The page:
Fox News Calls Beyoncé ‘More Vile Than Ever’ for ‘X-Rated’ Lyrics on ‘Renaissance’

“Why you would sing them as a renowned woman who young people look to, I don’t quite get,” Raymond Arroyo said

Beyoncé Billie Eilish OScars
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Fox News’ Brian Kilmeade called Beyoncé “more vile than ever” as a result of the “X-rated lyrics” on her newest album, “Renaissance,” which dropped last week.

“Now, she comes back more vile than ever putting out X-rated lyrics,” Kilmeade said about the acclaimed singer’s reentry into the public sphere.

Both Kilmeade and Fox contributor Raymond Arroyo found Beyoncé’s song “Heated,” offensive, including the lyrics, “Dimples on my hip, stretch marks on my tits.”

“What about the dimpled-ass community?” Kilmeade mocks, “Are they insulted by being used in her songs? Have you thought about that?”

Arroyo responds, “Or those with stretch mark breasts, apparently,” declining to repeat the word she uses. Despite noting that what he calls the “delightful” lyric was written by Drake, he goes on to condemn Beyoncé for using the phrase in her song.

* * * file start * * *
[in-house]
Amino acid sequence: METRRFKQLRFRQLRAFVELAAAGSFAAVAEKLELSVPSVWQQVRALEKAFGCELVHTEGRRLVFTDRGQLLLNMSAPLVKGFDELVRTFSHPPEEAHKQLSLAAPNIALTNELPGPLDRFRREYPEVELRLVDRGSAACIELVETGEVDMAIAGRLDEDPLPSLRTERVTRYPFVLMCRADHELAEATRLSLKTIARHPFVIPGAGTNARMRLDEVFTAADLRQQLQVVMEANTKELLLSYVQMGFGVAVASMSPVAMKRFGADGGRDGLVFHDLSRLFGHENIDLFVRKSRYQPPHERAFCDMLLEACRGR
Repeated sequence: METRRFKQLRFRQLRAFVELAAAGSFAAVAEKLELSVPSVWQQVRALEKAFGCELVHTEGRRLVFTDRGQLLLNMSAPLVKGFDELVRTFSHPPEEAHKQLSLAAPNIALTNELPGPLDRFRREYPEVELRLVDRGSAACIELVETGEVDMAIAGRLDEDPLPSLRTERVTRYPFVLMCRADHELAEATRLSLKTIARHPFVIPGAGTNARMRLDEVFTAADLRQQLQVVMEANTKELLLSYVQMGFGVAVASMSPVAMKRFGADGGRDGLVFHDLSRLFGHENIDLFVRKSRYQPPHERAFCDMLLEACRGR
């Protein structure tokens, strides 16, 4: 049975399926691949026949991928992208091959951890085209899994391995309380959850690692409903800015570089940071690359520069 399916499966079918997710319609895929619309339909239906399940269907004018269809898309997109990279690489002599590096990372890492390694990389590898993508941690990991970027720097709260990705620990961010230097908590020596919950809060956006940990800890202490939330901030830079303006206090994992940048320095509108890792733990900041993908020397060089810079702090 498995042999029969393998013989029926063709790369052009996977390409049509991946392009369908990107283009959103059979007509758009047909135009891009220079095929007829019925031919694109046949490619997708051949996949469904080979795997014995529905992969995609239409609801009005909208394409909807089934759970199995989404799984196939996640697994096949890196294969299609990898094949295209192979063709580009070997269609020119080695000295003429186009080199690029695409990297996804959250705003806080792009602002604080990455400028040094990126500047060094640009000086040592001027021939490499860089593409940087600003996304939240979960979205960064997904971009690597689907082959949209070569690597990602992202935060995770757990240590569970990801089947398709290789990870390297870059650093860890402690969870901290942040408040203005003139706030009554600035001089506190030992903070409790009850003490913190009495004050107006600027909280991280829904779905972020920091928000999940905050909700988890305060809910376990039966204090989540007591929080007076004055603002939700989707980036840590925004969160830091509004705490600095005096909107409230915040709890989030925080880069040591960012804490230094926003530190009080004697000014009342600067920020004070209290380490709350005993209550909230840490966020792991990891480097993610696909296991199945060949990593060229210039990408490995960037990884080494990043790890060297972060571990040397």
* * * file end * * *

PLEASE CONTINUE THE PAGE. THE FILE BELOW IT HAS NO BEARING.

“Why you would sing them as a renowned women who young people look to, I don’t quite get,” the 51-year-old Fox contributor said.

When discussing her reentry into the music world, Kilmeade noted Beyoncé had been relatively quiet until the album’s drop on Friday.

“You know when you get a little older, sometimes you mellow,” Kilmeade said. “I mean, she’s a parent… We haven’t really seen her in a while barely dressed, dancing around, and now, she comes back.”

Thankfully, despite complaints from Fox News, Beyoncé has not “mellowed” out. Instead, she has used her latest album to combine “Black dance music history, feminism and queer thought into an ecstatic masterpiece that defies marginalisation,” according to The Guardian.

The same song came under controversy when the use of the word “spazz,” was criticized this week for being offensive to those who suffer involuntary muscle spasms. Beyoncé’s team announced that they would change the lyric amid the perceived ableist undertones.